Dr. Hernawita Soeharko is currently Consultant of Ophthalmic Plastic & Reconstructive Surgery, Jakarta Eye Center Hospital, Indonesia.
She is currently Head of Ophthalmic Plastic & Reconstructive Surgery Division, Department of Ophthalmology, Faculty of Medicine, University of Indonesia (2006–now).
She is the past Head of Indonesian Ophthalmic Plastic & Reconstructive Surgery & Eye Tumor Surgery Association.
She graduated from the Department of Ophthalmology University of Indonesia in 1994.
She studied oculoplastic and reconstructive surgery at Moorefield Eye Hospital, London in 1995.
She is also contributed in various International and National Ophthalmology meetings as participant, speaker as well as instructor in oculoplastic courses.
Dr. Darmayanti Siswoyo is currently consultant of Ophthalmic Plastic & Reconstructive Surgery, Jakarta Eye Center Hospital, Indonesia.
She is the past Head of Ophthalmic Plastic & Reconstructive Surgery Division, Department of Ophthalmology, Faculty of Medicine, University of Indonesia.
She is also the past Head of Indonesian Ophthalmic Plastic & Reconstructive & Eye Tumor Surgery Association. She graduated from Department of Ophthalmology University of Indonesia in 1987.
She underwent orbital reconstruction training at Cranio Facial Center, Department of Plastic surgery, Royal Adelaide Hospital, South Australia in 1987.
She also underwent Oculoplastic & Reconstructive Surgery training at Department of Plastic Surgery, Kansai Medical Faculty and Department of Ophthalmology, Hamamatsu Hospital, Japan in 1992.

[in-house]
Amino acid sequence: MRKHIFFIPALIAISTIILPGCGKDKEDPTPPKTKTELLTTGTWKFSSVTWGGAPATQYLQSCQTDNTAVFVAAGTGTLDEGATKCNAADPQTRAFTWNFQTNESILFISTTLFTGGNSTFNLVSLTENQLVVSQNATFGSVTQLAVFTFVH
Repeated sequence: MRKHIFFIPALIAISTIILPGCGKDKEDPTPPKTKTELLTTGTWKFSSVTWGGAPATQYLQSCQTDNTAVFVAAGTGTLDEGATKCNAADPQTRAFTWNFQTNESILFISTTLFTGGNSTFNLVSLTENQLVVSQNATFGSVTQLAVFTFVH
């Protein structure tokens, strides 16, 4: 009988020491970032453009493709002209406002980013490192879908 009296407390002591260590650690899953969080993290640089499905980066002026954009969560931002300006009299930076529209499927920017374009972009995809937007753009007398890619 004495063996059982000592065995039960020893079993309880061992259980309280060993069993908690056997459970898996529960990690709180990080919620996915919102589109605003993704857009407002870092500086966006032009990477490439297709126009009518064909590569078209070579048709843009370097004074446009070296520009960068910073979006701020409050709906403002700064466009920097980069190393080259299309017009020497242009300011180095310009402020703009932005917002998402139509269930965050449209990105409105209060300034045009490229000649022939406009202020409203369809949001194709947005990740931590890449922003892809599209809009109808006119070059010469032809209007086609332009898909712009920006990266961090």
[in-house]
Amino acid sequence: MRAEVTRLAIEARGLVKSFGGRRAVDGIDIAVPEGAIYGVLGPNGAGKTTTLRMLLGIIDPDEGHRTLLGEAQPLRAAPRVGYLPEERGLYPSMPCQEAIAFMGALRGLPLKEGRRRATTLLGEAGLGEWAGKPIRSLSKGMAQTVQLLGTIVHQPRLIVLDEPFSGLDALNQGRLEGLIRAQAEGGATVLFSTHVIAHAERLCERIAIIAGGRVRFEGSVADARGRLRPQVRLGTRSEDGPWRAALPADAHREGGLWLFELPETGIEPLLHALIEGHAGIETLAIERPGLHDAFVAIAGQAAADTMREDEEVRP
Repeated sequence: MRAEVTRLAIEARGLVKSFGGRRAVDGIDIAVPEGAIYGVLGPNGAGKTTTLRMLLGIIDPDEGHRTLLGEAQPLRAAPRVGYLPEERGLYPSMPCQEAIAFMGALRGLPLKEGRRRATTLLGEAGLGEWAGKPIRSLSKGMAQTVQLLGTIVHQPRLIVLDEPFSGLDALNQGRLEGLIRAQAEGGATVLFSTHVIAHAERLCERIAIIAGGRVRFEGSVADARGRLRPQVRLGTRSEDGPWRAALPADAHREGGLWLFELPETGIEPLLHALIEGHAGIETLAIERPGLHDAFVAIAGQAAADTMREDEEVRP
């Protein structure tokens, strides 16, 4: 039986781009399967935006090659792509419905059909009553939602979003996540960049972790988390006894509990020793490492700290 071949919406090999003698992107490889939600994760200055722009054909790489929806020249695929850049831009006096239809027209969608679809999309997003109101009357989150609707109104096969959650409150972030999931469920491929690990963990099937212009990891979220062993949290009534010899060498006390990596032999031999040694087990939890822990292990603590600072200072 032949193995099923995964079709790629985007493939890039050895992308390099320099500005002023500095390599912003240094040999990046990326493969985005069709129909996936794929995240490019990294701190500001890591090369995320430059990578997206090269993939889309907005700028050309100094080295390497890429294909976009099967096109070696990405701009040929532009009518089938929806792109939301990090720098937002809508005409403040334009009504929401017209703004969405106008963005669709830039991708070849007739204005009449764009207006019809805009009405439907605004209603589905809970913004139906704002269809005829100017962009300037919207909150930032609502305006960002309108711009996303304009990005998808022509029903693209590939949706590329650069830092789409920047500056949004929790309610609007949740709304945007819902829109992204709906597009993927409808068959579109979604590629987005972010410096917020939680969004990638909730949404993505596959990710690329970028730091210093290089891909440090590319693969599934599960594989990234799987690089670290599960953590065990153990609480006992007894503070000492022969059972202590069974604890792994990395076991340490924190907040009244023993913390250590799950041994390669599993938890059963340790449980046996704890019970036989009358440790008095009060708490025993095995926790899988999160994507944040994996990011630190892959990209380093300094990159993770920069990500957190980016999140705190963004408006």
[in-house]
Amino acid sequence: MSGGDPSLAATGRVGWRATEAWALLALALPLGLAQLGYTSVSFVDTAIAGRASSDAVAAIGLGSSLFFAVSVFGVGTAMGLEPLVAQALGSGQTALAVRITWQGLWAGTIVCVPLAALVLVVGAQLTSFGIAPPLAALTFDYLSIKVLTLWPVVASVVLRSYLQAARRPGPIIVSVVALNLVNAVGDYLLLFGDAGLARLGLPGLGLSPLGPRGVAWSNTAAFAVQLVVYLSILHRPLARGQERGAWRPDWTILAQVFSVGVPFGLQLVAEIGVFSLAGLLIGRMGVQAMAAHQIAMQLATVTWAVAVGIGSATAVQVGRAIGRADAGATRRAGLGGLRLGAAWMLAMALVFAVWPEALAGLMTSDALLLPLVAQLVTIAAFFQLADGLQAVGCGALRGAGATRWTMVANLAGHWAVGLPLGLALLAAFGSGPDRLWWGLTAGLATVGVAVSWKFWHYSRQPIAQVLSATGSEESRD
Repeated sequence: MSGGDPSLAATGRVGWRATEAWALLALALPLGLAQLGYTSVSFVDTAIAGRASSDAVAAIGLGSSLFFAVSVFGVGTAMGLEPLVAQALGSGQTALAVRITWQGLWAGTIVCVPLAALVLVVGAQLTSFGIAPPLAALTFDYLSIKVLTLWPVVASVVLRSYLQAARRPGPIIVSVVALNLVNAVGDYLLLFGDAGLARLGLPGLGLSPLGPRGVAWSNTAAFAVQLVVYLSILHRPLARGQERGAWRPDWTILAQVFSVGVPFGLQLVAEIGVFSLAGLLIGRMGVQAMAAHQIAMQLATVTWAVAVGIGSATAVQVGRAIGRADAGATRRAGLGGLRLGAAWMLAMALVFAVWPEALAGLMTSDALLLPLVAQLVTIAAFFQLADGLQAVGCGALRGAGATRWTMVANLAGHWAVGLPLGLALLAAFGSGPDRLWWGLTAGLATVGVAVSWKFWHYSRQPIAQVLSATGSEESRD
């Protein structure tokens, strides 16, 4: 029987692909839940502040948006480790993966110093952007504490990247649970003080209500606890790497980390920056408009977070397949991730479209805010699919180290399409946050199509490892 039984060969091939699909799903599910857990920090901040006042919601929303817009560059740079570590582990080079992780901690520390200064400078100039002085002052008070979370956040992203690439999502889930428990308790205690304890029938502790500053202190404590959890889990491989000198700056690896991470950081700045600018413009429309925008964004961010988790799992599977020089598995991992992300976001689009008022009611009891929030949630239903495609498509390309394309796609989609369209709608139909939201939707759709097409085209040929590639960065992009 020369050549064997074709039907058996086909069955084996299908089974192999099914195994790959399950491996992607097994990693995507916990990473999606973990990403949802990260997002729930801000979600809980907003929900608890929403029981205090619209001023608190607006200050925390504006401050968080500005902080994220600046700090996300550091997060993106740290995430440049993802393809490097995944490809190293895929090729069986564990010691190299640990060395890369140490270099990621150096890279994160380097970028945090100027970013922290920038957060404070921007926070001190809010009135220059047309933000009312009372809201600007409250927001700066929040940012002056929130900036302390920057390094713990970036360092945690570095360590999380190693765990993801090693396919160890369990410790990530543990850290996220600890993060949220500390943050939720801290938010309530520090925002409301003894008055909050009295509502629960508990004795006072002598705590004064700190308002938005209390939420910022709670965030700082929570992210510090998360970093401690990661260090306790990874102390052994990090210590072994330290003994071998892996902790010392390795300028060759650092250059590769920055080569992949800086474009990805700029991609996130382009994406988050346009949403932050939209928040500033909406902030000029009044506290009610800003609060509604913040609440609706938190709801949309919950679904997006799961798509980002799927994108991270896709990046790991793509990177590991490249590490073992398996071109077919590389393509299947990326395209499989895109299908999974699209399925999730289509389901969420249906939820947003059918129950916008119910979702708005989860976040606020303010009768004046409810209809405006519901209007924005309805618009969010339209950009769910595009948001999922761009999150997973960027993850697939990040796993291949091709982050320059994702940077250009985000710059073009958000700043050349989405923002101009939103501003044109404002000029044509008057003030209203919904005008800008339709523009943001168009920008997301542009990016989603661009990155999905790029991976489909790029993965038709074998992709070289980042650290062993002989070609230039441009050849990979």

She is a Observer at Moorfield Eye Hospital London, England, 1993.
She is also National Speaker, Didactic Course Instructor, Wet Lab Instructor in Oculoplastic and Reconstructive Surgery in Indonesia since 1988 and International Speaker in Oculoplastic & Reconstructive Surgery since 1996.
Eyelid avulsion is an injury in which the eyelid is forcibly detached from its natural position caused by trauma such as motor vehicle collisions, animal bites, and human bites. It can occur with or without eyelid tissue loss (Fig. 5.1a–c). Both of those conditions can lead to lacrimal pump disorders and corneal exposure with all of the consequences ranging from dryness of the cornea, exposure keratopathy, and ending with corneal perforation if not treated properly. Because the primary function of the eyelid is to protect the eyeball from the outside and because it is also an important part of the tear pump mechanism, surgical repair is required to manage eyelid avulsion and prevent exposure keratopathy. Exposure keratopathy due to avulsed/absent lids should be managed medically (see Chap. 29 “Management of Severe Exposure Keratopathy”); then as soon as possible, the avulsed/ absent lid should be repaired surgically to restore eyelid function. It is important to know about the basic rules of eyelid repair so that both cosmetic appearance and physiological function can be preserved [1, 2].
(a) Eyelid avulsion without tissue loss. (b) Eyelid avulsion without tissue loss. (c) Eyelid avulsion with tissue loss (part of superior eyelid)
Timing of Repair
Although optimum repair for eyelid injuries is within 24 h after their occurrence, these injuries can easily be repaired up to several days later.
But the best time to repair eyelid avulsion is as soon as possible, especially if eyelid avulsion is accompanied by tissue loss and resulting corneal exposure. In order to get the best result, the surgery should be done by an oculoplastic surgeon [3, 4].